The Point, Jan. 11, 2022: State releases audit of Gainesville city operations

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The stories near you

• WCJB: City of Gainesville audit shows problems with transparency and accountability, debt problems in GRU. “The official state audit of the city of Gainesville is complete, and the five findings include lack of transparency and oversight, cost-effectiveness and a lack of transparency with other non-profits.”

• Gainesville Sun ($): Gainesville City Hall shakeup cuts 3 top jobs, reorganizes departments. “Three assistant city managers for the city of Gainesville were notified Monday that their jobs have been eliminated as part of a sweeping reorganization of top-level staff and city departments.”

• NPR News: Speed skater Erin Jackson lost a chance at gold — until her teammate stepped in. “(Brittany) Bowe and Jackson both grew up in Ocala, Fla. where they each started their inline skating careers. They both eventually switched to skating on ice.”

• WTSP-Tampa: Autopsy: Citrus High School football player died of heart condition. “Antonio Hicks was 16 years old when he collapsed on Sept. 28. He was rushed to Citrus Memorial Hospital, where he died. During his funeral, family and friends remembered Hicks as a football star who died too soon.”


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Around the state

• News Service of Florida: Florida GOP Immigration Proposal Emerges. “The proposal would expand a 2019 law that bans so-called “sanctuary cities” in Florida and would crack down on transportation companies that bring undocumented immigrants into the state. The proposal would bar the state and local governments from contracting with such companies ‘if the carrier is willfully providing any service in furtherance of transporting an unauthorized alien into the State of Florida knowing that the unauthorized alien entered into or remains in the United States in violation of law.'”

• WUSF: Staff shortages and surging coronavirus cases are straining Florida hospitals. “Florida Hospital Association president Mary Mayhew says staff having to isolate due to the virus and workers taking lucrative travel jobs are posing challenges for hospitals amid the omicron surge.”

• Miami Herald ($): Florida sent scarce COVID-19 therapy to a private Broward clinic before Jackson Memorial. “Florida shipped a scarce new COVID-19 monoclonal antibody drug to treat the most vulnerable of patients — those with cancer or organ transplants whose immune systems don’t respond well to a vaccine — to a private clinic in Broward County before sending the therapeutic to Miami’s Jackson Memorial Hospital, which runs the largest solid organ transplant center in the Southeastern United States and provides follow-up care to thousands of immuno-compromised patients.”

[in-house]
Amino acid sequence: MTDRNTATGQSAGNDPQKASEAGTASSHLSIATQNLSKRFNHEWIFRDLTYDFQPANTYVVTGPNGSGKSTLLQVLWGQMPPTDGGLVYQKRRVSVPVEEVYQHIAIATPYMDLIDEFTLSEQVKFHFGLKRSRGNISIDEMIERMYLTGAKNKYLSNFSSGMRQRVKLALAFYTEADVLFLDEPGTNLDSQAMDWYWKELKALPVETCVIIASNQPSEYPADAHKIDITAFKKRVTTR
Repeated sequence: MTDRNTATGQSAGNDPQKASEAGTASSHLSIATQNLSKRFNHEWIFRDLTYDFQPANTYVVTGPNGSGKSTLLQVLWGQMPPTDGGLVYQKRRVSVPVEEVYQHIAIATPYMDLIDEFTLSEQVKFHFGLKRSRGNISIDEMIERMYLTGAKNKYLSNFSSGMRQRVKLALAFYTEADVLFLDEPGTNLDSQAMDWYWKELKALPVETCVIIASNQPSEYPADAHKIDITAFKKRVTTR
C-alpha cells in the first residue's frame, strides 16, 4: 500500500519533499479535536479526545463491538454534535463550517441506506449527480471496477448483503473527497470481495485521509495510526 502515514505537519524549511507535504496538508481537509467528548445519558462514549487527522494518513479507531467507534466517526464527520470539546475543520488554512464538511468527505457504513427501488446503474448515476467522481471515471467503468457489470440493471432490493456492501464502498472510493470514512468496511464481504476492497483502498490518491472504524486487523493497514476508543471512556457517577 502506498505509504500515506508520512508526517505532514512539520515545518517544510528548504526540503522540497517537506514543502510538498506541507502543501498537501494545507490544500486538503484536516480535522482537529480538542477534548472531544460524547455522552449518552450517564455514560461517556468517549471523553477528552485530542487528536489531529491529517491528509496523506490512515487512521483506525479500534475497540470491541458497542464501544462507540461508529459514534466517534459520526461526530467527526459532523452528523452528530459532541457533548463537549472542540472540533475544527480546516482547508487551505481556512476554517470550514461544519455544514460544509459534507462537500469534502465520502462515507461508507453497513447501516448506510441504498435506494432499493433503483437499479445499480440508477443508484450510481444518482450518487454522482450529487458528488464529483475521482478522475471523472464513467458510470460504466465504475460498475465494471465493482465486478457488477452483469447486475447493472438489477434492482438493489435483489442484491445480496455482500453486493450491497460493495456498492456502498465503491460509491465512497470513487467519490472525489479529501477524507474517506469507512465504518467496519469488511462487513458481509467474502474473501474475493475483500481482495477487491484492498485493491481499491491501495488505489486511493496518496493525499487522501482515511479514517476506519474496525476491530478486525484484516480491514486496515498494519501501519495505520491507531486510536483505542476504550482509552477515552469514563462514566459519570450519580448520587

• WFLA-Tampa: 98 children drowned in Florida in 2021, a record number, according to state data. “In 2019, there were 65 child drowning deaths in Florida, and 69 drowning deaths occurred in 2020.”

• WLRN: Florida lawmakers will soon meet for first time in a post-Surfside world. Will they change any laws? “Starting on Tuesday,  the Florida Legislature will begin its 2022 session. As of the time of writing, no bills that would implement any condo law reforms have been filed yet. The only bill filed that expressly mentions the Surfside condo collapse is a resolution by Miami’s Republican State Senator Ileana Garcia that would express ‘gratitude’ to first responders who worked the disaster scene.”

• WJCT: Activist Ben Frazier threatens lawsuit against DeSantis and Sheriff’s Office. “Jacksonville activist Ben Frazier is threatening to sue Gov. Ron DeSantis in federal and state court if a trespassing charge stemming from his high-profile arrest last week isn’t dropped.”

• St. Augustine Record ($): Bob Saget provided ‘abundance of laughter’ in last show in Ponte Vedra. “It was the first time Bob Saget had played the Ponte Vedra Concert Hall and by all accounts, he put on a great show at the local venue Saturday night. Less than 24 hours later, the 65-year-old comedian was pronounced dead.”

• NPR News: Pro baseball is about to have its first ever female manager in the minor leagues. “With years of work in professional baseball under her belt, Rachel Balkovec has already broken multiple barriers. Now, she’s about to do it again, this time as the first female manager in the history of the minor leagues. According to a report in The Athletic, the New York Yankees plan to name Balkovec, 34, as manager of their Low-A squad, the Tampa Tarpons.”


From NPR News

• Health: How to get insurance to pay for at-home COVID tests, according to the White House

• Politics: The idea of another American Civil War is now mainstream, as divisions grow within states

• Climate: U.S. greenhouse gas emissions jumped in 2021, a threat to climate goals

• National: The poet Maya Angelou is the first Black woman to be featured on a U.S. quarter

• National: A plane crashed, then was smashed by a train. Its pilot was rescued just in time

About today’s curator

I’m Ethan Magoc, a news editor at WUFT. Originally from Pennsylvania, I’ve found a home telling Florida stories. I’m part of a team searching each morning for local and state stories that are important to you; please send feedback about today’s edition or ideas for stories we may have missed to emagoc@wuft.org.

About WUFT News

Contact WUFT News by calling 352-392-6397 or emailing news @wuft.org

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